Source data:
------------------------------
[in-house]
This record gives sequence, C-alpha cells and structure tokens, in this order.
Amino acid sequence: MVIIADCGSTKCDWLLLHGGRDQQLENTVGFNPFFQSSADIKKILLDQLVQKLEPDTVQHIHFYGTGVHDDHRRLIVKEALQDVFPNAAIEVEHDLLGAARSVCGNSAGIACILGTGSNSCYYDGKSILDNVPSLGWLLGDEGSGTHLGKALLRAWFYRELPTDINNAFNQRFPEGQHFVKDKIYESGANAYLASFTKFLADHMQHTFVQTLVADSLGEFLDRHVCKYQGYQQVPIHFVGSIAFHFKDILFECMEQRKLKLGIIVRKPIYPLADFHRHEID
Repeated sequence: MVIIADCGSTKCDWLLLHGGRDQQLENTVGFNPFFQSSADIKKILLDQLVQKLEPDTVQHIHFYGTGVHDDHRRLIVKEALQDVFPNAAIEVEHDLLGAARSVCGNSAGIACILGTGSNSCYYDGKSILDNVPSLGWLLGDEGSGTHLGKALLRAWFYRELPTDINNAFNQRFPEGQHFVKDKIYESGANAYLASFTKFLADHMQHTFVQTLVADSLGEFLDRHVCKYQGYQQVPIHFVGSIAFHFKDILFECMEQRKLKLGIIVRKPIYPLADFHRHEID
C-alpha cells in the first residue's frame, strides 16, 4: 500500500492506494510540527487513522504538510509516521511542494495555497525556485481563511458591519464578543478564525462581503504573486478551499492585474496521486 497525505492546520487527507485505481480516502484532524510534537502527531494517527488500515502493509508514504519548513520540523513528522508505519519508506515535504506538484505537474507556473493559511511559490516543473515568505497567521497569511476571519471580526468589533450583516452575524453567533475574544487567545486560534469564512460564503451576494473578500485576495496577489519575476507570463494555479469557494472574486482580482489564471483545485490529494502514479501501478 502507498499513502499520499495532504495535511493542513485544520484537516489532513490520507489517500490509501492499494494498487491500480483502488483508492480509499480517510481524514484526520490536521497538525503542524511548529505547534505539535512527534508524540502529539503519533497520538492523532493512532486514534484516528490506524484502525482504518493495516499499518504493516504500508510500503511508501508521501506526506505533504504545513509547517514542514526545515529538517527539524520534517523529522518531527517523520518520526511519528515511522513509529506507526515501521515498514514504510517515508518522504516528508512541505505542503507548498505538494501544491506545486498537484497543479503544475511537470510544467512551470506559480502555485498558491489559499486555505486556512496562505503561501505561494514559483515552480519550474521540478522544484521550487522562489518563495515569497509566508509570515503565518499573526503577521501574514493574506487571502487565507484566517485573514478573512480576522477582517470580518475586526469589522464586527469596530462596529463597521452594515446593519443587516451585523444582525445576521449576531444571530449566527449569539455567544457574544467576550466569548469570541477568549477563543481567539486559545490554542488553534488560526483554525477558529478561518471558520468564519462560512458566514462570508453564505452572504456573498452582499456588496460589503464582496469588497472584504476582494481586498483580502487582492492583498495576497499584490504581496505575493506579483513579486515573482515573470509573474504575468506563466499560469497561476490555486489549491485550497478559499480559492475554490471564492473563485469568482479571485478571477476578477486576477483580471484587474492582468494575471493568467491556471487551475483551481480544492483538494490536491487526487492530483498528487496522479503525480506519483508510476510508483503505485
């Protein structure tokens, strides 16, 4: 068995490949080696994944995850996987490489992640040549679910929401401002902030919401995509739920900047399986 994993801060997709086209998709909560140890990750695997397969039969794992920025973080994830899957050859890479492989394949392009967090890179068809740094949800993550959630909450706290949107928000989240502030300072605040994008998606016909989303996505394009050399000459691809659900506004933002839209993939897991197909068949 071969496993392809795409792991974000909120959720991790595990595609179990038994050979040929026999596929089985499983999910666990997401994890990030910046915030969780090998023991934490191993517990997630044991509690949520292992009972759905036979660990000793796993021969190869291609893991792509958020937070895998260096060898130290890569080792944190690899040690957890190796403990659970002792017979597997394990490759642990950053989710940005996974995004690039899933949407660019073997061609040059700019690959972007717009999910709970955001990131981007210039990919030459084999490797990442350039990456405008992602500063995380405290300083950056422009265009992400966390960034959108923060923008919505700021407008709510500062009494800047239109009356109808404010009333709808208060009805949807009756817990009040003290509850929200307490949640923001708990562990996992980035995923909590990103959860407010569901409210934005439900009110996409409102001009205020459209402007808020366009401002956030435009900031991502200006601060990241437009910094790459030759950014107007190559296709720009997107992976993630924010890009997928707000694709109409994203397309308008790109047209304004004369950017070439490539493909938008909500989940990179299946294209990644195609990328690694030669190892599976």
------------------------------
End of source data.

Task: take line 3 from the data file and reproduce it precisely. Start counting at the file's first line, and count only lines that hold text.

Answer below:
Amino acid sequence: MVIIADCGSTKCDWLLLHGGRDQQLENTVGFNPFFQSSADIKKILLDQLVQKLEPDTVQHIHFYGTGVHDDHRRLIVKEALQDVFPNAAIEVEHDLLGAARSVCGNSAGIACILGTGSNSCYYDGKSILDNVPSLGWLLGDEGSGTHLGKALLRAWFYRELPTDINNAFNQRFPEGQHFVKDKIYESGANAYLASFTKFLADHMQHTFVQTLVADSLGEFLDRHVCKYQGYQQVPIHFVGSIAFHFKDILFECMEQRKLKLGIIVRKPIYPLADFHRHEID